Speiser Krause in the News and Recent Developments

Thursday, June 25, 2015

Crash of Sightseeing Float Plane in Misty Fjord National Monument Wilderness near Ketchikan, Alaska

A holiday cruise turned tragic for eight passengers on board a sightseeing float plane which impacted a rock face in the Misty Fjord National Monument Wilderness.  On June 25, 2015 the vacationers from Maryland, California, Nevada and Oregon boarded a Promech Air de Havilland DHC-3CT Otter turboprop aircraft for a sightseeing excursion as part of their cruise on the MS Westerdam operated by Holland America Line.  The trip was part of a tour called CruiseFly which consisted of two groups of passengers from the MS Westerdam; one group that boarded the sightseeing aircraft and another that boarded a marine vessel.  The two groups then met at a floating dock in Rudyard Bay and switched modes of transportation to meet back at the cruise ship in Ketchikan, Alaska.  The crash occurred on the aircraft’s return leg to the cruise ship.

The aircraft bearing Federal Aviation Registration Number N270PA was owned by Pantechnicon Aviation located in Minden, Nevada and operated by Promech Air.  When the aircraft failed to return to the ship in Ketchikan, the operator, Promech Air, began a search for the overdue aircraft.  It then heard an emergency locator transmitter (ELT) signal on the aircraft’s intended route of flight.  An ELT is a device that automatically activates after a crash to help determine the location of the aircraft.  A helicopter was then dispatched to the site of the ELT transmission but could not search the upper levels of the mountainous terrain due to poor weather which limited visibility.  After the weather improved, the helicopter was then able to search the upper levels of the rock face where the wreckage was discovered.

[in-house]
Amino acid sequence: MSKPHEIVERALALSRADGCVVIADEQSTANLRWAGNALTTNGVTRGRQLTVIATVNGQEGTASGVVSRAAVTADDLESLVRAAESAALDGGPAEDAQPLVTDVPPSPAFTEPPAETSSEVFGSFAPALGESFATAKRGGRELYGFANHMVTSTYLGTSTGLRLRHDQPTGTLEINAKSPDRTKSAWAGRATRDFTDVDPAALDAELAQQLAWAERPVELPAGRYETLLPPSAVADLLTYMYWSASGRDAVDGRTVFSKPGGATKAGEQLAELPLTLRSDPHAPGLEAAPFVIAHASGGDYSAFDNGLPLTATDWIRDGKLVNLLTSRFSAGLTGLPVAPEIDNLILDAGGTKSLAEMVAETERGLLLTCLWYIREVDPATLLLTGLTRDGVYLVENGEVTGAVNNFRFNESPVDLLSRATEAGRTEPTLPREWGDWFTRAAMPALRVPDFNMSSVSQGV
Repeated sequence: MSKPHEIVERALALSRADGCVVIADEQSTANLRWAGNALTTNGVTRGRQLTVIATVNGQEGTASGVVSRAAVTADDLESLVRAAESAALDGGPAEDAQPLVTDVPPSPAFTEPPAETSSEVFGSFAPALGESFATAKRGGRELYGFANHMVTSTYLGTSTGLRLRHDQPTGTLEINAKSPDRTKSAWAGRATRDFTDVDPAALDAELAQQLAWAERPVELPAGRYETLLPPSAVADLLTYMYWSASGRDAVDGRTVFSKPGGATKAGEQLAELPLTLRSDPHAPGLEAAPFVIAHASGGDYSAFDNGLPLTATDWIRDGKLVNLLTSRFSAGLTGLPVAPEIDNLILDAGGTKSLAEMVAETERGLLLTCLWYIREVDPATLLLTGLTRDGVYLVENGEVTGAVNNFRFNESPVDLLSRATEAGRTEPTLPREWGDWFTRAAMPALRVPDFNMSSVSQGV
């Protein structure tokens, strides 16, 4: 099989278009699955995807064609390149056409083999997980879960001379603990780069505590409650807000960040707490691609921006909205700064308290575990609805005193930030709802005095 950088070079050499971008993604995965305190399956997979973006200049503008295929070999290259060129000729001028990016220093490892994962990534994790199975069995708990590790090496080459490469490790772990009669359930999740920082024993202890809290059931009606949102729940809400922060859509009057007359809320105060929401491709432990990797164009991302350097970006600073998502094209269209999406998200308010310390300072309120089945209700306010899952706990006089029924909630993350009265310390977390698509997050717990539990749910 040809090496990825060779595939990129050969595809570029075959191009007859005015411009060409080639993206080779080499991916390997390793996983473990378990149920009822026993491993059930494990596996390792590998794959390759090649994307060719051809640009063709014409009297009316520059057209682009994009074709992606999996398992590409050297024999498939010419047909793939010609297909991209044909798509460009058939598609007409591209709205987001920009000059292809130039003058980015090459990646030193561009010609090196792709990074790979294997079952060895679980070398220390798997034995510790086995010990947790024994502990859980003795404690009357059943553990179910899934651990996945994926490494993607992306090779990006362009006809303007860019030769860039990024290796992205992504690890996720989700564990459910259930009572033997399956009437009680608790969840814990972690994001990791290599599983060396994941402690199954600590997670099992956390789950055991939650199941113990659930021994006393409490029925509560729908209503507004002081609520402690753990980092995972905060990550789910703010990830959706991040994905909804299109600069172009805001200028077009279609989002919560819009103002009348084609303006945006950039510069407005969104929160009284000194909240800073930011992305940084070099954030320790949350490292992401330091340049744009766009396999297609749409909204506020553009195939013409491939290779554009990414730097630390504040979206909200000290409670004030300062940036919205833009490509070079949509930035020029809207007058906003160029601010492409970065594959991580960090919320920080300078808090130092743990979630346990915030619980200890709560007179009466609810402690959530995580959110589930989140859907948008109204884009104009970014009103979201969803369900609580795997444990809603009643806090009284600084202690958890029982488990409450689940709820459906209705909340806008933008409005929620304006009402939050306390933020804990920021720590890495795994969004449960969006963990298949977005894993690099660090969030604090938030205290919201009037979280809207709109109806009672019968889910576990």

The National Transportation Safety Board is conducting its investigation into the crash.  It was determined that the aircraft impacted the rock face in a nose high wings level attitude approximately 1600 feet above mean sea level.  The wreckage then slid down the rock face approximately 35 feet where it came to rest.  Recovery efforts have been hampered by the treacherous terrain forcing the NTSB investigators to use ropes to access the site.  The wreckage will ultimately be transferred to a secure facility in Ketchikan where a detailed examination of the wreckage will take place.  All eight passengers and the pilot were killed.

The investigation will certainly focus on weather conditions at the time of the crash which were reported to consist of heavy overcast skies with rain and mist.  The aircraft was equipped with an avionics package that assisted the pilot with terrain recognition as well as a moving map display that depicted terrain awareness information.  The investigation will also undoubtedly focus on the aircraft itself to determine whether its engine and systems were operating normally prior to impact.

The partners at Speiser Krause extend their deepest sympathies to the families who lost loved ones in this tragedy. 





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